Quitclaim deed will not affect mortgage

Question: My parents have been trying to refinance their home but are unable to because my father cannot work due to a car accident. We were told that if I co-sign a loan for them I can then do a quitclaim deed after the refinancing and I will have no obligation to the loan or property. Where my confusion lies is in most of the reading that I have been doing it talks about ownership, I am more concerned about not being responsible for the mortgage as I am looking to buy my own house within the next few years.

A.L., Everett

Answer: You are correct to be concerned about the effect that this would have on your ability to buy a home in the future.

There is a lot of confusion about how a quitclaim deed works with a mortgage, which is why it is a frequent topic in this column.

Whoever told you that you can use a quitclaim deed after closing on a refinance loan and have no obligation on the loan or the property is only half right. You can use a quitclaim deed to give up your ownership interest in a property any time that you want, but that has absolutely no impact on the mortgage attached to the property. The deed to the property and the deed of trust that secures the mortgage on the property are two separate instruments.

If you apply for a mortgage with your parents, you would be a full co-borrower on the mortgage. As a co-borrower you would be responsible for 100 percent of the payments on that mortgage, along with your parents. If your parents failed to make the mortgage payments, the lender would come after you for the payments and your credit would be seriously damaged.

Even if your parents make all of their mortgage payments on time, that loan could still create problems for you when you buy a home of your own — at least temporarily. That’s because your parents’ mortgage will show up as a debt on your credit report because you are a co-borrower on the loan. If you want to buy a house, you will have to have enough income to qualify for both the mortgage on your parents’ home and the new loan for the home you want to purchase. For many people, that’s not financially possible.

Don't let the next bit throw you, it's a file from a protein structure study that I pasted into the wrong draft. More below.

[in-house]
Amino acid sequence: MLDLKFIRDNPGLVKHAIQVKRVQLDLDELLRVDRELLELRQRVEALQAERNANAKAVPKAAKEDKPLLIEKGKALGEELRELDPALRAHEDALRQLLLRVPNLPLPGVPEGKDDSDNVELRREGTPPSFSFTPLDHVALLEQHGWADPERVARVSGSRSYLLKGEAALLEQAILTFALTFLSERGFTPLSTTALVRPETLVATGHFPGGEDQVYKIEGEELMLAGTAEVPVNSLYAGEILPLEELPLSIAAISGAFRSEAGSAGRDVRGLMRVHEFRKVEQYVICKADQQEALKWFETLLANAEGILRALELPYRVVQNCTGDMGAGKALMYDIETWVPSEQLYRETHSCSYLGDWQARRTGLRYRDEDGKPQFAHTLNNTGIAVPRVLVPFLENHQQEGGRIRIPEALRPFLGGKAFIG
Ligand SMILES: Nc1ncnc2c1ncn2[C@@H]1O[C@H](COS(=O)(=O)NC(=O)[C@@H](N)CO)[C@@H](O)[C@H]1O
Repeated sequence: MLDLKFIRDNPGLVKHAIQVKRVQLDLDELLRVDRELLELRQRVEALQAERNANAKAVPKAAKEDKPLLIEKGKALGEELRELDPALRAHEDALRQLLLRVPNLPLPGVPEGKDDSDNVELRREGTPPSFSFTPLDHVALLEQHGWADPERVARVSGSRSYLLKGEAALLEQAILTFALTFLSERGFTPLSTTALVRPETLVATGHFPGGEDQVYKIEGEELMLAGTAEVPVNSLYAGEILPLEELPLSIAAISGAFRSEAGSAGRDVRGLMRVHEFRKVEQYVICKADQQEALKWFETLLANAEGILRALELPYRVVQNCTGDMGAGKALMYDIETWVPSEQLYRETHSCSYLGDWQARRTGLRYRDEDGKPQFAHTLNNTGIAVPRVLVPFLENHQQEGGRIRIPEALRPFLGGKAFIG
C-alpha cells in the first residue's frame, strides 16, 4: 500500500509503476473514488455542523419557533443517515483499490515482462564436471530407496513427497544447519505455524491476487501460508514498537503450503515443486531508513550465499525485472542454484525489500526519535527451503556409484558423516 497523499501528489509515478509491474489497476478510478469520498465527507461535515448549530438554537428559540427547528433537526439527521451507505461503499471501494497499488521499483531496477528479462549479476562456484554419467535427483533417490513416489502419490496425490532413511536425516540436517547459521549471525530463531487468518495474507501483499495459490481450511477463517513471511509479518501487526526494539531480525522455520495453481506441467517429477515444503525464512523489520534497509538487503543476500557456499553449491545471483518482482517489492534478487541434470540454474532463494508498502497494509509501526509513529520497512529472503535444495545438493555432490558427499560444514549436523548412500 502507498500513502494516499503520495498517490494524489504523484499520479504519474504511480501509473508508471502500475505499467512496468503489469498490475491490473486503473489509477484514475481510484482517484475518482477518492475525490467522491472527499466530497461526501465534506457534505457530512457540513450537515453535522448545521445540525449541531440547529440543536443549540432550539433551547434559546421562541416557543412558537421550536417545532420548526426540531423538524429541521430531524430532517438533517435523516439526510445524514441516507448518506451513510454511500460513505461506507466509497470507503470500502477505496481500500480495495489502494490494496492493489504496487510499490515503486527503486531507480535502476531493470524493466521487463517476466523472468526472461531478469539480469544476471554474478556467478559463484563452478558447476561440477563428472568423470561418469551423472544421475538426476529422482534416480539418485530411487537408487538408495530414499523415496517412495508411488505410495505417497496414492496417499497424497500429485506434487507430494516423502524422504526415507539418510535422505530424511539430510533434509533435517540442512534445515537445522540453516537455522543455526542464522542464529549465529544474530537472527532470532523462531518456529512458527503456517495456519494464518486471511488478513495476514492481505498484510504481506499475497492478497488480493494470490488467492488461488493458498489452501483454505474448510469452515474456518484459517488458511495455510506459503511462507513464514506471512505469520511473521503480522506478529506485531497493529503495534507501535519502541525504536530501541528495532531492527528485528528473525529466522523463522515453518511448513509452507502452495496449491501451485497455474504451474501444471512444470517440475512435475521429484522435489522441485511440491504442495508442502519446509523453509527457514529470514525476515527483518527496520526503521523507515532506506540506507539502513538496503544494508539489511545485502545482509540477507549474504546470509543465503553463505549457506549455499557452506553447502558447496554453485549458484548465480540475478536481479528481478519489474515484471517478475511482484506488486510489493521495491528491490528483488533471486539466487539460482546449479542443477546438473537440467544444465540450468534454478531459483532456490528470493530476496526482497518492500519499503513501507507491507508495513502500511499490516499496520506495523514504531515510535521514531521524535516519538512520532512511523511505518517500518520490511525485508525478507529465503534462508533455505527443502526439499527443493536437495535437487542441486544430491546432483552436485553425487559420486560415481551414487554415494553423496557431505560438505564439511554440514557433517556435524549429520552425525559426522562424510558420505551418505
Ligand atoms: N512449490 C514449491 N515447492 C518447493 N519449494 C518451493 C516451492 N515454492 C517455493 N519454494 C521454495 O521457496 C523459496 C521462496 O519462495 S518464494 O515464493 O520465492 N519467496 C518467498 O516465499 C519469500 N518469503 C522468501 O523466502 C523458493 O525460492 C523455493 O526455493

However, if your parents make the mortgage payments on time for at least 12 months, and you can produce copies of their bank statements and canceled checks to prove that they are making the full loan payment each month and you are not making any part of those payment, most mortgage lenders will not count that debt against you when you apply for a mortgage to buy a home.

But please keep in mind that you would still be on your parents’ mortgage and fully responsible for the payments on the loan, even though those payments may not be included in calculating your debt-to-income ratio for the purposes of qualifying for a new mortgage to buy a home.

Getting back to your quitclaim deed question, if you agree to be a co-borrower on your parents’ new mortgage, you have to be on the title to the property at closing. If you choose to use a quitclaim deed to take your name off the title to the property, you would still be fully responsible for mortgage on the property. So you would put yourself in a very bad position: You would have no ownership interest in the house, but you would be responsible for any late or unpaid mortgage payments on the loan tied to that property. That’s a very risky financial position.

I understand that you love your parents and you are trying to help them out, so you may be willing to assume that risk. But if you are on the mortgage, I think you should remain on the title to the property until the mortgage is paid off. That way, if worst comes to worst, you will have an ownership interest in the house if you are forced to take over the mortgage payments at some point in the future.

Mail your real estate questions to Steve Tytler, The Herald, P.O. Box 930, Everett, WA 98206, or e-mail him at economy@heraldnet.com.

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